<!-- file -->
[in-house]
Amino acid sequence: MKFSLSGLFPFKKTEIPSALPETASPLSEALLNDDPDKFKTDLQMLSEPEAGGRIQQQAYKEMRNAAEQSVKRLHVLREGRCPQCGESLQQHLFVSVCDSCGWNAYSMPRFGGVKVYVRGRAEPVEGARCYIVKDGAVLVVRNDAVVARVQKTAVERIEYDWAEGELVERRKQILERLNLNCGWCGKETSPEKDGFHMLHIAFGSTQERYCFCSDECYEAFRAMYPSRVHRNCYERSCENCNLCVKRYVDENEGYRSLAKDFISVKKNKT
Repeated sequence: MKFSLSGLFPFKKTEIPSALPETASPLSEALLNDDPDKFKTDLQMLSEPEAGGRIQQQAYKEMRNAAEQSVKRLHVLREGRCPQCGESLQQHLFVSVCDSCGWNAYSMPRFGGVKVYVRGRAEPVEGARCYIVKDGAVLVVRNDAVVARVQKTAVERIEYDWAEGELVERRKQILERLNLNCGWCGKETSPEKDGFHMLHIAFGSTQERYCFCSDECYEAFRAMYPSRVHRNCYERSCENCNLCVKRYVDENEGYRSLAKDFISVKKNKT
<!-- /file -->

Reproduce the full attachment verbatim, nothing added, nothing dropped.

[in-house]
Amino acid sequence: MKFSLSGLFPFKKTEIPSALPETASPLSEALLNDDPDKFKTDLQMLSEPEAGGRIQQQAYKEMRNAAEQSVKRLHVLREGRCPQCGESLQQHLFVSVCDSCGWNAYSMPRFGGVKVYVRGRAEPVEGARCYIVKDGAVLVVRNDAVVARVQKTAVERIEYDWAEGELVERRKQILERLNLNCGWCGKETSPEKDGFHMLHIAFGSTQERYCFCSDECYEAFRAMYPSRVHRNCYERSCENCNLCVKRYVDENEGYRSLAKDFISVKKNKT
Repeated sequence: MKFSLSGLFPFKKTEIPSALPETASPLSEALLNDDPDKFKTDLQMLSEPEAGGRIQQQAYKEMRNAAEQSVKRLHVLREGRCPQCGESLQQHLFVSVCDSCGWNAYSMPRFGGVKVYVRGRAEPVEGARCYIVKDGAVLVVRNDAVVARVQKTAVERIEYDWAEGELVERRKQILERLNLNCGWCGKETSPEKDGFHMLHIAFGSTQERYCFCSDECYEAFRAMYPSRVHRNCYERSCENCNLCVKRYVDENEGYRSLAKDFISVKKNKT